Categories: AstronomyMars

The Little Rover that Could: Opportunity Reaches Odometer Milestone

NASA’s Opportunity mars rover now holds the off-Earth roving distance record after accruing 25 miles of driving. Given that the rover has been roaming the Red Planet for over a decade, that’s a travel speed of roughly 2.5 miles per year, and it’s one to be proud of.

“Opportunity has driven farther than any other wheeled vehicle on another world,” said Mars Exploration Rover Project Manager John Callas, from NASA’s Jet Propulsion Laboratory in a NASA press release. “This is so remarkable considering Opportunity was intended to drive about one kilometer and was never designed for distance. But what is really important is not how many miles the rover has racked up, but how much exploration and discovery we have accomplished over that distance.”

The previous record was held by the Soviet Union’s Lunokhod 2 rover, which landed on the moon in 1973. It drove about 24.2 miles in less than five months, according to calculations recently made using images from NASA’s Lunar Reconnaissance Orbiter.

“The Lunokhod missions still stand as two signature accomplishments of what I think of as the first golden age of planetary exploration, the 1960s and ’70s,” said Steve Squyres from Cornell University, and principal investigator for NASA’s twin Mars rovers. “We’re in a second golden age now, and what we’ve tried to do on Mars with Spirit and Opportunity has been very much inspired by the accomplishments of the Lunokhod team on the moon so many years ago. It has been a real honor to follow in their historical wheel tracks.”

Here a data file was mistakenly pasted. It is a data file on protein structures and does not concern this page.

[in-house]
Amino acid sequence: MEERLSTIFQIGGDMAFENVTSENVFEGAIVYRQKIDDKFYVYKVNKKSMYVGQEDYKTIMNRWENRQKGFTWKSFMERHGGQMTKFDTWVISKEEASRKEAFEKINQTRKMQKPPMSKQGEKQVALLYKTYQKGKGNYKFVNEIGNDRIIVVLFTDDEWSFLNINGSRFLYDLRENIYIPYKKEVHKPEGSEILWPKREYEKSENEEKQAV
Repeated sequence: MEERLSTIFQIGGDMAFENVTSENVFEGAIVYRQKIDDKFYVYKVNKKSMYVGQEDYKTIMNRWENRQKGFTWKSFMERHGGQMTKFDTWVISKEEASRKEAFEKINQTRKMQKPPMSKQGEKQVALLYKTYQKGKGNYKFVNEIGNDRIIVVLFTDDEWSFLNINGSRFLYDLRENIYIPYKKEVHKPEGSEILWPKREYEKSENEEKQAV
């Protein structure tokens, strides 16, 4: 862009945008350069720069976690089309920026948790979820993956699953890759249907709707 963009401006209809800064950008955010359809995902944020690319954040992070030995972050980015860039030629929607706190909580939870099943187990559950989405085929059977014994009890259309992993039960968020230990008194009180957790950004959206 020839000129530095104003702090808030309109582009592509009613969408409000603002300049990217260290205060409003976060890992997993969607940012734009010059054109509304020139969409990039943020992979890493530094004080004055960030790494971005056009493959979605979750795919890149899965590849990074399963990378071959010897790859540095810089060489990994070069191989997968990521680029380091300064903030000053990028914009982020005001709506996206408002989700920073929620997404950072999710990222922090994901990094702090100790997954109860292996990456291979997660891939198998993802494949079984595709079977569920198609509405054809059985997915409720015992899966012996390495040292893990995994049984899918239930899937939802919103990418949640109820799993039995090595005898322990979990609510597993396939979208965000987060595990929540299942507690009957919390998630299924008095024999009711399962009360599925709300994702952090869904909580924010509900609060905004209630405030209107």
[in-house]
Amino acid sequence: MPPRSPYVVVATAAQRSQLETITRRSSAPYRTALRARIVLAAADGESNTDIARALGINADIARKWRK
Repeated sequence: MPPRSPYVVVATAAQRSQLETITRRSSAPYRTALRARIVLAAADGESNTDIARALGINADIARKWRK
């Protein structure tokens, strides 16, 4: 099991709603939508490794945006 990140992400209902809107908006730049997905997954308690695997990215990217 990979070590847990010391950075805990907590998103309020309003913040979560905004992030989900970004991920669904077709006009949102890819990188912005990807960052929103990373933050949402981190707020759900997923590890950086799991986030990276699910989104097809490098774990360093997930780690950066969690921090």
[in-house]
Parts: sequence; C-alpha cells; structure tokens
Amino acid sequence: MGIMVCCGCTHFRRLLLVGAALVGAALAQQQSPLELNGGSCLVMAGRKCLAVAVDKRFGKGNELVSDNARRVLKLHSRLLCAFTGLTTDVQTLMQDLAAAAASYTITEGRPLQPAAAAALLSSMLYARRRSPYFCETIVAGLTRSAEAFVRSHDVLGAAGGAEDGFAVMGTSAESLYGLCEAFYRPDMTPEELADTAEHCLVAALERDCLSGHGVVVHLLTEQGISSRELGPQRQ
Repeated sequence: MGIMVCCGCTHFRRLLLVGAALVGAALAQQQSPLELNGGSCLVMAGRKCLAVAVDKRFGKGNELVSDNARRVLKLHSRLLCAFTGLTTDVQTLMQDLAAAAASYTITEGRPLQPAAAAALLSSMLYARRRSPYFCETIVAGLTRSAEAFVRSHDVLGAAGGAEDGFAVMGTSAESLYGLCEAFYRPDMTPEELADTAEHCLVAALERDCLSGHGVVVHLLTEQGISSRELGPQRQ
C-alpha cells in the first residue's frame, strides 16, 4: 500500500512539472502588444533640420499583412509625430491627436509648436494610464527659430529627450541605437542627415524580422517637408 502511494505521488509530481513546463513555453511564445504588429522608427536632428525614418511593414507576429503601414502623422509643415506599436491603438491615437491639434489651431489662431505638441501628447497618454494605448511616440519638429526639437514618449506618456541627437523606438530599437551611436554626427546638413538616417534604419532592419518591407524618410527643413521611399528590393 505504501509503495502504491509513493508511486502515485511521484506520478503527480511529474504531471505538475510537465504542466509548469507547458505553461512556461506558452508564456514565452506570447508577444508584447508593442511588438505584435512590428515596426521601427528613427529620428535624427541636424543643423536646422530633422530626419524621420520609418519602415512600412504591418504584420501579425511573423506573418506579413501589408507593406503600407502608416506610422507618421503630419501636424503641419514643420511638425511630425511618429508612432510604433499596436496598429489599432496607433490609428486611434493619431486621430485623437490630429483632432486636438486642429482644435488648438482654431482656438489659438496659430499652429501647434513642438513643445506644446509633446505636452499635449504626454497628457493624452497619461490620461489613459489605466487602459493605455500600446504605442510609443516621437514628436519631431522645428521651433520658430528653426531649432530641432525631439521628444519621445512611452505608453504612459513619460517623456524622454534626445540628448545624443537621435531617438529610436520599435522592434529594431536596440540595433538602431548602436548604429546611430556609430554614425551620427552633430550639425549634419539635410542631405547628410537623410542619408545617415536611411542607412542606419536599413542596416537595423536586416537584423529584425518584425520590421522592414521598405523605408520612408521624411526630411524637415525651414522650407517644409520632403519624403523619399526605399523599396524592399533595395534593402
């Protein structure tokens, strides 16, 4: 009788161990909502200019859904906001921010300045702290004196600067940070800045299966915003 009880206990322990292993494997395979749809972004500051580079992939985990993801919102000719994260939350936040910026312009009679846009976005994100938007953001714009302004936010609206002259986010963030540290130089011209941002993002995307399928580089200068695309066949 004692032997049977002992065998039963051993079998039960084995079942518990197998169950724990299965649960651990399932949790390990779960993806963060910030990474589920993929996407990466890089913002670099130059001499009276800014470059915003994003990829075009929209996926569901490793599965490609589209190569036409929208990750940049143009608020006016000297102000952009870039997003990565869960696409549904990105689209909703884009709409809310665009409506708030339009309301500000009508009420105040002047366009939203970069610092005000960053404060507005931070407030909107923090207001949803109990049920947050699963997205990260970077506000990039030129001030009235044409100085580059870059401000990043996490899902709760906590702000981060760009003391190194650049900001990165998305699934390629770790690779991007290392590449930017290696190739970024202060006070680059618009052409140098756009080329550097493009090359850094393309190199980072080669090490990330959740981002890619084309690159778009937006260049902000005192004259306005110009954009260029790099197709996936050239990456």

The gold line on this image shows Opportunity’s route from the landing site inside Eagle Crater (upper left) to its current location. Image Credit: NASA

A drive of 157 feet on July 27 put Opportunity’s odometer at 25.01 miles. The rover is currently headed southward along the western rim of Endeavour crater: a site that is continuing to yield evidence of ancient environments with less acidic water than those examined at Opportunity’s landing site.

If the rover can continue to operate for another 25.2 miles — the distance of a marathon — it will approach the next major investigation site: a valley, which scientists have dubbed “Marathon Valley.” Observations from spacecraft in orbit suggest that the valley is composed of a stack of layered sediments, offering a glimpse at the Red Planet’s changing geologic history.

Opportunity has continued to rove, gather scientific observations, and report back to Earth for over 40 times its designed lifespan. Now every additional mile reached will set the record for the longest off-Earth roving distance.

Shannon Hall

Shannon Hall is a freelance science journalist. She holds two B.A.'s from Whitman College in physics-astronomy and philosophy, and an M.S. in astronomy from the University of Wyoming. Currently, she is working toward a second M.S. from NYU's Science, Health and Environmental Reporting program. You can follow her on Twitter @ShannonWHall.

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